Authors within the realms of horror, mystery, fantasy, and romance have cited Stephen King as a prolific inspiration in their journey into worldbuilding, character creation, and having the courage to delve into lengthy and graphic storylines. After delving incredibly deep into King’s catalog throughout the last couple of years, it has become clear why King is so revered worldwide for his storytelling chops.
Something that becomes shockingly clear after reading a handful of novels from Stephen King is that he does not shy away from the obscene, the uncomfortable, or the taboo. There are scenes to be read within King’s catalog that are indeed nightmare-inducing, as he creates misfortune and misery around every corner for his unfortunate characters. Some of King’s best work has shown itself when he appears to be trying to expand his reach and grasp at ideas and fears that are out of his comfort zone.
King’s longest novel, 1978’s, “The Stand,” aged so finely that it is an even more terrifying piece of fiction in 2023 than it would have been in the year it was released. The novel takes place in the wake of a worldwide pandemic that eliminated approximately 98% of human life on Earth. King spends the first half of the book assembling a unique, off-kilter cast of civilians, criminals, heroes, and villains whose paths will cross and weave between each other with such masterful precision and satisfying intensity that the novel is hard to put down. The bizarre catch with this novel, however, is that King wrote 1,150 pages of it, so breaks are necessary when trudging through the bleak post-apocalyptic world that King crafted.
The nuanced, yet equally catastrophic way that King allows the deadly flu pandemic to unfurl and spread across the world in “The Stand,” is a panic-inducing read in a post-COVID world. The accuracy with which he portrayed the deniers, the doomsday preppers, and the utter social collapse once life has been diminished and placed in the hands of an invisible disease is truly startling. The superflu virus in “The Stand,” is an accidental contamination breach from a U.S. Military base working on biological warfare weapons. Once the disease is running rampant across the country, naturally the government ends up being an equally devastating factor in the near extinction of the human race as the virus is. Humanity goes out the window in a matter of days; think of the violence and controversy that COVID created in the United States but multiplied in extremity by thousands.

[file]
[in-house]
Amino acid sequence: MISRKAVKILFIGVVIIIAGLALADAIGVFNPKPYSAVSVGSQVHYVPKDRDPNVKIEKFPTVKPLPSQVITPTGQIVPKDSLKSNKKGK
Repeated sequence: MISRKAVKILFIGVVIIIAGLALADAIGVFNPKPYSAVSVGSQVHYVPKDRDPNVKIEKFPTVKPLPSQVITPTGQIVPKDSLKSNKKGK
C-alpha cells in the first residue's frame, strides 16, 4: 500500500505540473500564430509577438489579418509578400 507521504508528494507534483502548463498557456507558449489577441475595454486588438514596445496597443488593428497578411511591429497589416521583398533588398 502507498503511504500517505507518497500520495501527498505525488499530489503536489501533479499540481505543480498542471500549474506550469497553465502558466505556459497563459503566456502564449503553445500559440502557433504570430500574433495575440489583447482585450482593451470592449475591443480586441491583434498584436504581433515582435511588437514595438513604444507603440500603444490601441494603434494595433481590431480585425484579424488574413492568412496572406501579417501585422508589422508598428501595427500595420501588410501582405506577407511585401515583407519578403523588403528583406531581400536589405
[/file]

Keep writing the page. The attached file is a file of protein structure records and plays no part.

This rapid downfall of humanity is portrayed in only the first quarter of King’s 1978 novel as he has something larger, and more terrifying in mind to explore than the simple downfall of man. He picks up with the survivors. The ones who didn’t get sick but really can’t explain how they didn’t get sick - or killed by the extreme violence that rocked the world after it became evident that life might be meaningless with everyone dropping like flies. It is at this point that “The Stand,” becomes a masterclass of King expanding his pen to all genres and all possibilities. There are elements of fantasy intertwined with a classically horrifying King antagonist - a Krueger-esque dream trespasser called The Dark Man who calls out to lonely survivors who still have a semblance of morality and inner peace. King has a tendency to write villains who prey on the insecurities and fears of the helpless, likable protagonists. The most famous instance of this villain-hero dynamic in Stephen King’s work will be found in his notorious 1986 novel, “IT.”
In that brief piece that is hyperlinked to “IT,” King recalls his inspiration for the novel and says,
“A good idea is like a yo-yo, it may go to the end of its string, but it doesn’t die there; eventually it rolls back up into your palm.”
This seems to be a perfect example of what was circling through King’s mind in the late 80s when he was crafting some of the longest pieces of fiction to ever be written. “The Stand,” reads like Stephen King was playing with a literary yo-yo. Bizarre and disturbing ideas are thrown at the wall at an equal rate as fascinating and beautiful imagery and passionate conversations are crafted for the reader. The cast of characters King is able to describe and assign unique personalities to are some of the defining traits of a visionary and a professional storyteller.
Stephen King specializes in finding unique, descriptive ways to challenge existing fears and inspire new ones. His outstanding work has created countless Hollywood films and network television shows. These pieces are fictional stories that may be passed down generations as some of the finest villains and most eclectic characters crafted by a single author.
“The Stand,” is a brutally long read. The misfortune of the characters and the sparsely populated world make the novel certainly feel its length, however, it is a wonderful journey that feels almost Tolkien-esque with its grandiose size and deep cast of diverse characters. Reading a lengthy and disturbing Stephen King novel is an immense task that can feel arduous at times, yet the payoff is always worth it as character’s worlds collide and collapse, shockingly obscene moments occur before your very eyes, and previously inconceivable nightmares are fully realized at the hand of King’s pen.
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